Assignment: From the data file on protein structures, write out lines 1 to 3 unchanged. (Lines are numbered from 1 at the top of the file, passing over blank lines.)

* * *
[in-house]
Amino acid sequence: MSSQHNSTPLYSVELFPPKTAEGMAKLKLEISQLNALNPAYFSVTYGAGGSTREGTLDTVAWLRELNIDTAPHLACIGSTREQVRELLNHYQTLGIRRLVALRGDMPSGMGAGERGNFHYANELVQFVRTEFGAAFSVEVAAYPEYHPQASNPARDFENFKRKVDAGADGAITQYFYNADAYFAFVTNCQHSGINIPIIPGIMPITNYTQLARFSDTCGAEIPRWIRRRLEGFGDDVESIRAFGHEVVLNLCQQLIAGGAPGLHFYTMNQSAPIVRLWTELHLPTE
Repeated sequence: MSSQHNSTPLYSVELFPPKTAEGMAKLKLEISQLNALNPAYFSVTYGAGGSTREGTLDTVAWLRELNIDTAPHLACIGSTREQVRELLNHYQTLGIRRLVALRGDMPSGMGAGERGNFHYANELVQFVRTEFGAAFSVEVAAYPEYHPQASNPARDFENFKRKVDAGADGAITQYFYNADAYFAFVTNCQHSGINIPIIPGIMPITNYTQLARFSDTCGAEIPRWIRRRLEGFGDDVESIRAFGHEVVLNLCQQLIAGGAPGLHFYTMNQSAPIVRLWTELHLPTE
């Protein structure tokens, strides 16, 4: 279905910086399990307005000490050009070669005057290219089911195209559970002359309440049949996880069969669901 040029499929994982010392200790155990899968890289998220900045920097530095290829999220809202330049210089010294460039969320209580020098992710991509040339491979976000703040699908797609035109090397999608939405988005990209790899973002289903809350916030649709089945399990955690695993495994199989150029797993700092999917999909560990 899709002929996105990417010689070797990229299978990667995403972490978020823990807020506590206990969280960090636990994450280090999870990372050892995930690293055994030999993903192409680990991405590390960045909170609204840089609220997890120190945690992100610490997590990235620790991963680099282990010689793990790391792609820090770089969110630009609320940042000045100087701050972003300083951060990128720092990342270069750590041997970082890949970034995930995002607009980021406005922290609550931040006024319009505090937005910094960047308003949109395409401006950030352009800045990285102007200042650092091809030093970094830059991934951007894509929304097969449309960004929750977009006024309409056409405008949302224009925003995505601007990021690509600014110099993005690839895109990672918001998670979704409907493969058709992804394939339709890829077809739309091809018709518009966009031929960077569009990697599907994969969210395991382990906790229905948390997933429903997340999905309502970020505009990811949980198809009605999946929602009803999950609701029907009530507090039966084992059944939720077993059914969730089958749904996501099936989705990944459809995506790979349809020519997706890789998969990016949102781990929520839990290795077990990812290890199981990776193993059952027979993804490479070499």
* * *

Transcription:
[in-house]
Amino acid sequence: MSSQHNSTPLYSVELFPPKTAEGMAKLKLEISQLNALNPAYFSVTYGAGGSTREGTLDTVAWLRELNIDTAPHLACIGSTREQVRELLNHYQTLGIRRLVALRGDMPSGMGAGERGNFHYANELVQFVRTEFGAAFSVEVAAYPEYHPQASNPARDFENFKRKVDAGADGAITQYFYNADAYFAFVTNCQHSGINIPIIPGIMPITNYTQLARFSDTCGAEIPRWIRRRLEGFGDDVESIRAFGHEVVLNLCQQLIAGGAPGLHFYTMNQSAPIVRLWTELHLPTE
Repeated sequence: MSSQHNSTPLYSVELFPPKTAEGMAKLKLEISQLNALNPAYFSVTYGAGGSTREGTLDTVAWLRELNIDTAPHLACIGSTREQVRELLNHYQTLGIRRLVALRGDMPSGMGAGERGNFHYANELVQFVRTEFGAAFSVEVAAYPEYHPQASNPARDFENFKRKVDAGADGAITQYFYNADAYFAFVTNCQHSGINIPIIPGIMPITNYTQLARFSDTCGAEIPRWIRRRLEGFGDDVESIRAFGHEVVLNLCQQLIAGGAPGLHFYTMNQSAPIVRLWTELHLPTE